Prof'l Funding Co. v. Bufogle

Decision Date08 November 2022
Docket NumberED 110482
Parties PROFESSIONAL FUNDING COMPANY, Respondent, v. Joseph F. BUFOGLE, Sr., and Bufogle & Associates, P.C., Appellants.
CourtMissouri Court of Appeals

FOR APPELLANTS: David L. Baylard, 30 South McKinley Street, Union, MO 63084.

FOR RESPONDENT: David G. Bender, 7733 Forsyth Boulevard, 4th Floor, Clayton, MO 63105.

Cristian M. Stevens, J.


Defendants-Appellants Joseph F. Bufogle, Sr. and Bufogle & Associates, P.C. (collectively, Bufogle) argue the circuit court erred and misapplied the law in granting Plaintiff-Respondent Professional Funding Company's (PFC) motion for summary judgment on its breach of contract claim against Bufogle.1 In his sole Point Relied On, Bufogle argues PFC is not entitled to summary judgment because PFC anticipatorily breached the contract by filing suit against Bufogle before Bufogle was required to perform under the contract. We affirm the judgment of the circuit court.

Factual and Procedural Background

To help finance his law practice, Bufogle borrowed money from PFC. After Bufogle breached the repayment agreement, PFC filed suit against Bufogle in September 2018. The parties reached a settlement agreement on September 24, 2018, and PFC's suit was dismissed pursuant to the agreement.

In the settlement agreement, Bufogle promised to pay PFC $600,000 in satisfaction of alleged damages of $700,000.00. Bufogle agreed to pay $200,000 by September 24, 2019, within one year of the effective date of the agreement. He also agreed to pay an additional $200,000 within two years of the effective date, and a final $200,000 within three years of the effective date. The agreement provided that all payments must be made in at least $25,000 increments.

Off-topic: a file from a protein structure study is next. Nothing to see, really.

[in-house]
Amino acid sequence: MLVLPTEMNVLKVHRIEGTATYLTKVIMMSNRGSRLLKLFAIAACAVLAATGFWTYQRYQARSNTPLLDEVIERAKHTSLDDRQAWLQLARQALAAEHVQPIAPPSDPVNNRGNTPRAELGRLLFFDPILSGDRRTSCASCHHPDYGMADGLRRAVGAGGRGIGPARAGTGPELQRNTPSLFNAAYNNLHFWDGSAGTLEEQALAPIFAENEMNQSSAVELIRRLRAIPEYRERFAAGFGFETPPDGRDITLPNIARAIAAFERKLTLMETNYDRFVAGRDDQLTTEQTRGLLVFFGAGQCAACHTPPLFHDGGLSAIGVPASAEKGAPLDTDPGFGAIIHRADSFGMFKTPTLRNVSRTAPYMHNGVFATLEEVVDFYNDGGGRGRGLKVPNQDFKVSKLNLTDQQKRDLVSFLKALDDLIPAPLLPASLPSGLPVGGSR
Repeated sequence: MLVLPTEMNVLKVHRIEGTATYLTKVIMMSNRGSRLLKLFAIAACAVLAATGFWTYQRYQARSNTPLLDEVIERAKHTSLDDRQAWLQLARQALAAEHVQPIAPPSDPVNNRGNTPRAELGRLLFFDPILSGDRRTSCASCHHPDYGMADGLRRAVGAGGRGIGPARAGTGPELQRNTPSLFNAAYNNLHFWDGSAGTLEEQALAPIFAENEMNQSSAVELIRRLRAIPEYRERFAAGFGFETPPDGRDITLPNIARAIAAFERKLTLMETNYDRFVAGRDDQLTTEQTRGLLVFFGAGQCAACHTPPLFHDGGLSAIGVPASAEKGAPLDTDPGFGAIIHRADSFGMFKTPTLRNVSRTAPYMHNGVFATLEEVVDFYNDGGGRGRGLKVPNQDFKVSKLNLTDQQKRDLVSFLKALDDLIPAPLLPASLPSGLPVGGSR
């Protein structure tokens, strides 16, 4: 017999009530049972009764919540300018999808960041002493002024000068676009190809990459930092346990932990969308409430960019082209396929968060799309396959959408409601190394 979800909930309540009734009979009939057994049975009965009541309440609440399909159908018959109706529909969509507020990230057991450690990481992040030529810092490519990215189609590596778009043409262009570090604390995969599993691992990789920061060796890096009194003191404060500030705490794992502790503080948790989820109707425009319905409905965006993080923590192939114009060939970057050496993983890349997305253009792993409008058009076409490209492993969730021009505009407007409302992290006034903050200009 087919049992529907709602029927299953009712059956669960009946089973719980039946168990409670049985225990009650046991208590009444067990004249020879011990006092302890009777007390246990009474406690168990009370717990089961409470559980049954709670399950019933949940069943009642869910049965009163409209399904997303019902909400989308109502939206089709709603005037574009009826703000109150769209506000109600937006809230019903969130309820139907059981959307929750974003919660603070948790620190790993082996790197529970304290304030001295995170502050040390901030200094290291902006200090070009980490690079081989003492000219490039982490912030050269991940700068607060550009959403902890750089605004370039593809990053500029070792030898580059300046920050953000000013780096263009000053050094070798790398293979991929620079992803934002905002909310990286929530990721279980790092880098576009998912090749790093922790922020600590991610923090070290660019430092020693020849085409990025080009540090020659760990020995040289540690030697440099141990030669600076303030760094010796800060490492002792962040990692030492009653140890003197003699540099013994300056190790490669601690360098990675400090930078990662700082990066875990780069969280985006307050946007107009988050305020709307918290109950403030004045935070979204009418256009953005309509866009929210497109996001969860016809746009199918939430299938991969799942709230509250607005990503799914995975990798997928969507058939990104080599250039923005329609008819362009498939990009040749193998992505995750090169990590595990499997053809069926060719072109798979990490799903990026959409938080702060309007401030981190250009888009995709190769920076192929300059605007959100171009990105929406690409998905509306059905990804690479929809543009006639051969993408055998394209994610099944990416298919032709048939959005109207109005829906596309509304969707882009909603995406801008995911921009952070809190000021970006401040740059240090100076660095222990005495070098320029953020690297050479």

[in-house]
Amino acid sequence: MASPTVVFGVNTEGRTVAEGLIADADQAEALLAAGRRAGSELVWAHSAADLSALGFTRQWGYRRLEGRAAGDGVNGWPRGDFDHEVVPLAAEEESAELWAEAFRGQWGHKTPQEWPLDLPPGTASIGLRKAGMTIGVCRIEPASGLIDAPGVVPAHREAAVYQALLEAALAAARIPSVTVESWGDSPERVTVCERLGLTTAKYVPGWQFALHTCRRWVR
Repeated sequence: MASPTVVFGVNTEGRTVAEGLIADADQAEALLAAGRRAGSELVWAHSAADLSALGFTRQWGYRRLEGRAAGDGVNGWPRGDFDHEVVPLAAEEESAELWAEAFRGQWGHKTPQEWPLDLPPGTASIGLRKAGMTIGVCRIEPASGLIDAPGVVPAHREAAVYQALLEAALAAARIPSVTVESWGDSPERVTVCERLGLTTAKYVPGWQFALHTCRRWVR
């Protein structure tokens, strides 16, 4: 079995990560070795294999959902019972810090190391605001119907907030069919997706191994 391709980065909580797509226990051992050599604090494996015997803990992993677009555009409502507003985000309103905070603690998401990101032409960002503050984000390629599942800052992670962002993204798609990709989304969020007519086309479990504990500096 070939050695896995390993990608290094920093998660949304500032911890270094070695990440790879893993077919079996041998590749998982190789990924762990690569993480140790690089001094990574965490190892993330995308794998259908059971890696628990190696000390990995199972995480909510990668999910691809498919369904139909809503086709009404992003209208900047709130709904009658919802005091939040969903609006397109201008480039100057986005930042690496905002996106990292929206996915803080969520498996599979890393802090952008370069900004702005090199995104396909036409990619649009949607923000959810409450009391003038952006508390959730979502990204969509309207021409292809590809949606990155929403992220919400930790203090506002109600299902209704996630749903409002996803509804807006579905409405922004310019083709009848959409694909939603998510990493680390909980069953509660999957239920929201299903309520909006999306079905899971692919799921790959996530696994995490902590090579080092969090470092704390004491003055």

For its part, PFC promised to voluntarily dismiss the then-pending lawsuit without prejudice and to hold and not file a new suit so long as Bufogle fully complied with the payment terms.

The parties agreed that, should Bufogle fail in any way to fully comply with the payment terms, PFC would file a new lawsuit against Bufogle. Bufogle promised to waive service of process and voluntarily enter his appearance within five days of being advised that the new lawsuit was filed. Bufogle also agreed and consented to PFC's immediately filing a proposed consent judgment attached to, and incorporated in, the settlement agreement. The terms of the consent judgment, signed by both parties, entered judgment in favor of PFC and against Bufogle in the amount of $700,000, less any payments Bufogle made prior to the filing of the consent judgment, with interest.

On September 16, 2019, eight days before Bufogle was due to pay the first $200,000, PFC filed a petition alleging Bufogle's breach of the settlement agreement. With its petition, PFC filed a copy of the settlement agreement. Bufogle was not served with the petition and summons until October 8, 2019. Following service of Bufogle, PFC also filed the proposed consent judgment on October 17, 2019. After PFC filed its petition, the settlement agreement, and the consent judgment, Bufogle made two payments of $4,000 each to PFC.